Some of the most trusted institutions in the world are finally awakening to the dangers of unrestrained global capitalism.
Unions, of course, have for decades warned about the emerging global order. The reason for integrating regional economies into global networks has always been to shift power away from workers. The imbalance, we warned, was dangerous to all of our futures.
It gives me no satisfaction to say we were right. The world's economy is now dominated by multinationals roaming the globe to sniff out tax havens and cheap labor; out-of-control banks extorting governments for bailouts again and again; and politicians catering only to greed. All the while, America's middle class grew poorer, and smaller. Workers lost their jobs, their savings and their houses. Now their Social Security and Medicare are attacked.
The new organization of the world economy, dreamed up by the bankers and the multinationals, has failed. Don't take my word for it: This is what the World Bank, the International Monetary Fund and the Council on Foreign Relations are reporting.
The Council on Foreign Relations, for example, just published a paper that explicitly rejects the fantasy that everyone is better off when the free market prevails. The paper, written by economist Michael Spence, says that America will soon face a jobs crisis. He makes the striking argument (for the CFR) that so-called free-market solutions won't work. "That seems clearly incorrect and is supported by neither theory nor experience," he writes.
"Assuming that the markets will fix these problems by themselves is not a good idea... In truth, all countries, including successful emerging economies, have addressed issues of inclusiveness, distribution, and equity as part of the core of their growth and development strategies," he concludes.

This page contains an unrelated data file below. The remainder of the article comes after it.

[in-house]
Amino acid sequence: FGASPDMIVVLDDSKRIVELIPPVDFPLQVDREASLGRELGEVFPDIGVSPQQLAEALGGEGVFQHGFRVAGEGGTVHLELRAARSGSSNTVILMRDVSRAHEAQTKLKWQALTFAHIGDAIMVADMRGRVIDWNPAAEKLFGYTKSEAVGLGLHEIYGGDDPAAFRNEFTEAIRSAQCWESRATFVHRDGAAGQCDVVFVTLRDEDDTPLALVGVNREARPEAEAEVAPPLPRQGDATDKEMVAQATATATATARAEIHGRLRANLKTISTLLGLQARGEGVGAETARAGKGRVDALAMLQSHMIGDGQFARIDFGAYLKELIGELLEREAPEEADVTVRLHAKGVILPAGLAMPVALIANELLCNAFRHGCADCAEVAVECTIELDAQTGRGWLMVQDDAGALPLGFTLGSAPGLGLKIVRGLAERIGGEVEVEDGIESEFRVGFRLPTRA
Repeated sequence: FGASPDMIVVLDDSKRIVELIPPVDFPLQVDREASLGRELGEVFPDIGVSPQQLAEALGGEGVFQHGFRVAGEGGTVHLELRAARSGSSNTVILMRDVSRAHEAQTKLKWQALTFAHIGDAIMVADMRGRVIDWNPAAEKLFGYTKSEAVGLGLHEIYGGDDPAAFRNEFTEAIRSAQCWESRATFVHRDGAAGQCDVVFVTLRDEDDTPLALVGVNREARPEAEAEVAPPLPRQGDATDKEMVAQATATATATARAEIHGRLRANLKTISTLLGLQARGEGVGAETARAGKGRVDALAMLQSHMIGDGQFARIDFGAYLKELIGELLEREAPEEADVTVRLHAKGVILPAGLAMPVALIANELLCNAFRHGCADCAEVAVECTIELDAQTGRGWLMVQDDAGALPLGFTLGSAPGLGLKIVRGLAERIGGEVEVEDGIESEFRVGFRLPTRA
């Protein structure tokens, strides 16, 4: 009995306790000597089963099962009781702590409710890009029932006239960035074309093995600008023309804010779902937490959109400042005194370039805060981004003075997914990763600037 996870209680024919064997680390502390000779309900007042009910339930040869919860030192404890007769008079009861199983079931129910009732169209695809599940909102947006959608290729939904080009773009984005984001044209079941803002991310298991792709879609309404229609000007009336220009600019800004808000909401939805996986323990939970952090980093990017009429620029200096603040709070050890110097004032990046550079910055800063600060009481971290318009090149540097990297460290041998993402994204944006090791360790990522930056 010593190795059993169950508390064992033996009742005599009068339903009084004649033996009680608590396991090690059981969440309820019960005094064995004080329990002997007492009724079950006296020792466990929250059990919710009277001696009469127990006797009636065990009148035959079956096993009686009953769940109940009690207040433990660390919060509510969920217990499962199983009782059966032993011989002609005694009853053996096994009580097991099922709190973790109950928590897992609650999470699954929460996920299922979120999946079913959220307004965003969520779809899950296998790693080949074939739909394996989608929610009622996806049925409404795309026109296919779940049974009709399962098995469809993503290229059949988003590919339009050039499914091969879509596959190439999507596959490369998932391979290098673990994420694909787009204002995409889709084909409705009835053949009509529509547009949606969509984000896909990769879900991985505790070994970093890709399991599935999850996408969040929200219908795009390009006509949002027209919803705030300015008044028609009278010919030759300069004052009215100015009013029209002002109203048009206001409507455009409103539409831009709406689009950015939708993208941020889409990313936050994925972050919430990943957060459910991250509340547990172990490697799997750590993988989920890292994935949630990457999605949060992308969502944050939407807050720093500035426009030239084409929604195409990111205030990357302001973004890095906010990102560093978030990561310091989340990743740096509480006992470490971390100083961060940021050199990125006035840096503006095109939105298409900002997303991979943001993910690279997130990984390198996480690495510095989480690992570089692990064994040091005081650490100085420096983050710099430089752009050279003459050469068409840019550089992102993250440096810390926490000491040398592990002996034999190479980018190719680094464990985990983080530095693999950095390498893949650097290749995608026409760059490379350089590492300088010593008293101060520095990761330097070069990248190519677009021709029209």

You might think Spence was influenced by a union representative on the Council's board, but there are none. Its board consists of retired generals, bank presidents, Cabinet officers, prominent academics, and even one of the world's biggest union-busters, FedEx chairman Fred Smith.
Like the Council on Foreign Relations, the World Bank has long sided with powerful special interests in developed nations, often to the detriment of the lower and middle classes. So it was surprising to hear the World Bank call for justice and jobs earlier this month.
The Bank issued a report saying unemployment "was overwhelmingly the most important factor cited for recruitment into gangs and rebel movements." World Bank President Robert Zoellick said, "If we are to break the cycles of violence and lessen the stresses that drive them, countries must develop more legitimate, accountable and capable national institutions that provide for citizen security, justice and jobs."
This was a stunning statement coming from Zoellick, a former managing director at Goldman Sachs and President George W. Bush's trade representative. As a member of America's political and financial leadership, you would expect Zoellick to be blind to the need for justice and jobs, both as a moral duty and as a matter of self-interest.
The World Bank's sister institution, the International Monetary Fund, has typically taken a hard line against working people. For decades the IMF made emergency loans to troubled governments only after forcing them to cut spending on social programs. The IMF has even demanded worker's rights be weakened as a condition of granting a loan.
And so the IMF was perhaps the last institution you'd expect to argue that workers need more bargaining power. Yet the IMF came out with a paper last year that said exactly that.
The paper, titled "Inequality, Leverage and Crisis" presented evidence that extreme inequality between workers and the rich was a reason for the current Great Recession.
The paper said there will be "disastrous consequences" for the world economy if workers do not regain their bargaining power. It suggests radical changes to the tax system and debt relief for workers.
I am heartened that these respected institutions are sounding the alarm over the policies that are destroying the working classes around the world. Perhaps our combined voices will make some difference.
Make no mistake, however; the message cannot be denied, no matter who delivers it: Our economy rewards wealth, not work. It has impoverished the middle class and taken a savage toll on the growing ranks of the poor.
We need our leaders to hear this message clearly from all of us and to seek out a new economic course for our country. I've been waiting a long time for political leaders to show they understand this. I hope that I -- along with the IMF, the World Bank and the Council on Foreign Relations -- will not be waiting for much longer.